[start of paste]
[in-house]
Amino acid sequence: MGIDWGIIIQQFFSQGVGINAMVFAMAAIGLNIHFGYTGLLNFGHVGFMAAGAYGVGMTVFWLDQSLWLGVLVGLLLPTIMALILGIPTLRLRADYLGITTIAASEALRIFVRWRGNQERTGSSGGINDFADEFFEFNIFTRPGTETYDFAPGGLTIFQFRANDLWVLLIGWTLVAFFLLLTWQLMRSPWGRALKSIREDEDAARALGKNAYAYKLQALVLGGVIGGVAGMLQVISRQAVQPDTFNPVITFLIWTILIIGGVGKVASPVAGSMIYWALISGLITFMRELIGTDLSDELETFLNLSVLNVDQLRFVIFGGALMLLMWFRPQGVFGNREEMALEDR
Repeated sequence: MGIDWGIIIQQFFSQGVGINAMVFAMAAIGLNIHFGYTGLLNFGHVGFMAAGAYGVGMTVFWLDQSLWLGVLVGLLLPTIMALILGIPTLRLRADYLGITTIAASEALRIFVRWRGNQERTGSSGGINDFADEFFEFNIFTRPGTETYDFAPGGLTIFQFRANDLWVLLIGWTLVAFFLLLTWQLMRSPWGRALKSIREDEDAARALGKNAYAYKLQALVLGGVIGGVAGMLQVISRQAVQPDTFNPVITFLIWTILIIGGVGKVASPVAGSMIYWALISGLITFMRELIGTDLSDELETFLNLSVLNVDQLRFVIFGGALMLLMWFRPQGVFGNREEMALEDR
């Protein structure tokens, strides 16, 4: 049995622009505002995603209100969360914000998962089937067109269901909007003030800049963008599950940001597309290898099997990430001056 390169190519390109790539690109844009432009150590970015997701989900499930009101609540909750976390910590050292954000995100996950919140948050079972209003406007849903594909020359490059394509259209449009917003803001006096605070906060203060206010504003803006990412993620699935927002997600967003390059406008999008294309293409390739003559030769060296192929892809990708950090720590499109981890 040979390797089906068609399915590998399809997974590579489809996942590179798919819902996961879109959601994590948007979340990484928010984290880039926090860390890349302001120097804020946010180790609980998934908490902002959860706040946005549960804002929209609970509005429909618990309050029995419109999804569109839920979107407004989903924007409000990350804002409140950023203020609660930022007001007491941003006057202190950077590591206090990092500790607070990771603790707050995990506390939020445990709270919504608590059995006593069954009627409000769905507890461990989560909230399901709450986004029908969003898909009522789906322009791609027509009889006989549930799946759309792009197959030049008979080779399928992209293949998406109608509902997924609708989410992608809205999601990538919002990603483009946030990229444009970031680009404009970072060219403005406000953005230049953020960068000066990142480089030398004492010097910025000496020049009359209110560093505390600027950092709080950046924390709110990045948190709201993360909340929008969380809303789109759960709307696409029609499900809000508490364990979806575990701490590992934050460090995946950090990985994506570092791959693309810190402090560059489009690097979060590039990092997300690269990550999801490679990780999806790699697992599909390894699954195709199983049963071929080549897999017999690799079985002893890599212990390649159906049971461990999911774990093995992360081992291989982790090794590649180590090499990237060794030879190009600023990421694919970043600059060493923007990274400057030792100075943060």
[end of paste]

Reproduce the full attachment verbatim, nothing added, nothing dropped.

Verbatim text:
[in-house]
Amino acid sequence: MGIDWGIIIQQFFSQGVGINAMVFAMAAIGLNIHFGYTGLLNFGHVGFMAAGAYGVGMTVFWLDQSLWLGVLVGLLLPTIMALILGIPTLRLRADYLGITTIAASEALRIFVRWRGNQERTGSSGGINDFADEFFEFNIFTRPGTETYDFAPGGLTIFQFRANDLWVLLIGWTLVAFFLLLTWQLMRSPWGRALKSIREDEDAARALGKNAYAYKLQALVLGGVIGGVAGMLQVISRQAVQPDTFNPVITFLIWTILIIGGVGKVASPVAGSMIYWALISGLITFMRELIGTDLSDELETFLNLSVLNVDQLRFVIFGGALMLLMWFRPQGVFGNREEMALEDR
Repeated sequence: MGIDWGIIIQQFFSQGVGINAMVFAMAAIGLNIHFGYTGLLNFGHVGFMAAGAYGVGMTVFWLDQSLWLGVLVGLLLPTIMALILGIPTLRLRADYLGITTIAASEALRIFVRWRGNQERTGSSGGINDFADEFFEFNIFTRPGTETYDFAPGGLTIFQFRANDLWVLLIGWTLVAFFLLLTWQLMRSPWGRALKSIREDEDAARALGKNAYAYKLQALVLGGVIGGVAGMLQVISRQAVQPDTFNPVITFLIWTILIIGGVGKVASPVAGSMIYWALISGLITFMRELIGTDLSDELETFLNLSVLNVDQLRFVIFGGALMLLMWFRPQGVFGNREEMALEDR
């Protein structure tokens, strides 16, 4: 049995622009505002995603209100969360914000998962089937067109269901909007003030800049963008599950940001597309290898099997990430001056 390169190519390109790539690109844009432009150590970015997701989900499930009101609540909750976390910590050292954000995100996950919140948050079972209003406007849903594909020359490059394509259209449009917003803001006096605070906060203060206010504003803006990412993620699935927002997600967003390059406008999008294309293409390739003559030769060296192929892809990708950090720590499109981890 040979390797089906068609399915590998399809997974590579489809996942590179798919819902996961879109959601994590948007979340990484928010984290880039926090860390890349302001120097804020946010180790609980998934908490902002959860706040946005549960804002929209609970509005429909618990309050029995419109999804569109839920979107407004989903924007409000990350804002409140950023203020609660930022007001007491941003006057202190950077590591206090990092500790607070990771603790707050995990506390939020445990709270919504608590059995006593069954009627409000769905507890461990989560909230399901709450986004029908969003898909009522789906322009791609027509009889006989549930799946759309792009197959030049008979080779399928992209293949998406109608509902997924609708989410992608809205999601990538919002990603483009946030990229444009970031680009404009970072060219403005406000953005230049953020960068000066990142480089030398004492010097910025000496020049009359209110560093505390600027950092709080950046924390709110990045948190709201993360909340929008969380809303789109759960709307696409029609499900809000508490364990979806575990701490590992934050460090995946950090990985994506570092791959693309810190402090560059489009690097979060590039990092997300690269990550999801490679990780999806790699697992599909390894699954195709199983049963071929080549897999017999690799079985002893890599212990390649159906049971461990999911774990093995992360081992291989982790090794590649180590090499990237060794030879190009600023990421694919970043600059060493923007990274400057030792100075943060």